Will my baby need an operation?
Your baby may need an operation to treat the underlying cause of the hydrops fetalis. Your comprehensive care team at the Midwest Fetal Care Center will explain all treatment options, including surgery, for your baby.
How long will my baby be in the hospital?
Your baby will be discharged from the hospital after the underlying disease that caused the hydrops fetalis has stabilized, the baby has healed from all surgical procedures, and he or she is taking food by mouth without difficulty.
What is my baby’s prognosis?
The prognosis for babies with hydrops fetalis depends on the underlying cause of the condition. Overall, however, the survival rate is low. More than half of all babies with the condition die before birth or soon after delivery. The risk is highest for those who are diagnosed with hydrops fetalis early (less than 24 weeks into pregnancy) and for those who have a structural abnormality, such as a heart defect.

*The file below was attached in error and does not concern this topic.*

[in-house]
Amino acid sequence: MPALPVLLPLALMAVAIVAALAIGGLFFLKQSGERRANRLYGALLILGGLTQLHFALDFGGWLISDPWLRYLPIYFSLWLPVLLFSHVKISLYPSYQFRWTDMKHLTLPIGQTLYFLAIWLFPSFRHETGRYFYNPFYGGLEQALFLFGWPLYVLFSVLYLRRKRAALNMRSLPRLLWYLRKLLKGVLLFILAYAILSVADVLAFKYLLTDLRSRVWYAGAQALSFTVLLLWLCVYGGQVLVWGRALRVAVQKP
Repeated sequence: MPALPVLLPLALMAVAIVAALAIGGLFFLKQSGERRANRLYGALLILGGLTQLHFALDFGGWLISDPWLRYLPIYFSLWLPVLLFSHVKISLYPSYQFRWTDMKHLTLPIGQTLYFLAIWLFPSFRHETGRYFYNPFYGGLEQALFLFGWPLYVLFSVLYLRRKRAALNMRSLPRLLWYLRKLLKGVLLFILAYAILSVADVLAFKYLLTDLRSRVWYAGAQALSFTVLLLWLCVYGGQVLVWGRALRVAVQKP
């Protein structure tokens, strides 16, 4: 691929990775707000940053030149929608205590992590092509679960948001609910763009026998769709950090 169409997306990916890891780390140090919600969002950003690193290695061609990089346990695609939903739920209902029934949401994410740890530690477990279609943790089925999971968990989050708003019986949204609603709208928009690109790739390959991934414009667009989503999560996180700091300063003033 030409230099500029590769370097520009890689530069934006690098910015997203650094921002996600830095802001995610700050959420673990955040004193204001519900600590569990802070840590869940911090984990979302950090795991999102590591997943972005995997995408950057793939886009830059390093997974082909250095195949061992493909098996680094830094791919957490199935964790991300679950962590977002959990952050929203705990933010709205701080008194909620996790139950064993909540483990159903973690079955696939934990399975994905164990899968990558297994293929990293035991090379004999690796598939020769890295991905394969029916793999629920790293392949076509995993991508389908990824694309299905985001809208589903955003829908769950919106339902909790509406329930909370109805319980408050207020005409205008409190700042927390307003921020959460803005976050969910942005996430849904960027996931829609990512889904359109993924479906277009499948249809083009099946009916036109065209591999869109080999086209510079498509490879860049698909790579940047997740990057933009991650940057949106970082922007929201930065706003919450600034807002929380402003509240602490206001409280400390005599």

Will my baby require long-term follow-up?
Because of the potential health issues associated with hydrops fetalis, your baby may require long-term follow-up care. At Children’s Minnesota, we have developed a detailed care plan for babies born with hydrops fetalis. Your baby’s plan will be implemented by a comprehensive team of specialists, including a pediatrician (who will coordinate your baby’s overall care), a pediatric cardiologist, a developmental specialist and any other caregivers your baby may require.
Need a referral or more information? You or your provider can reach the Midwest Fetal Care Center at 855-693-3825.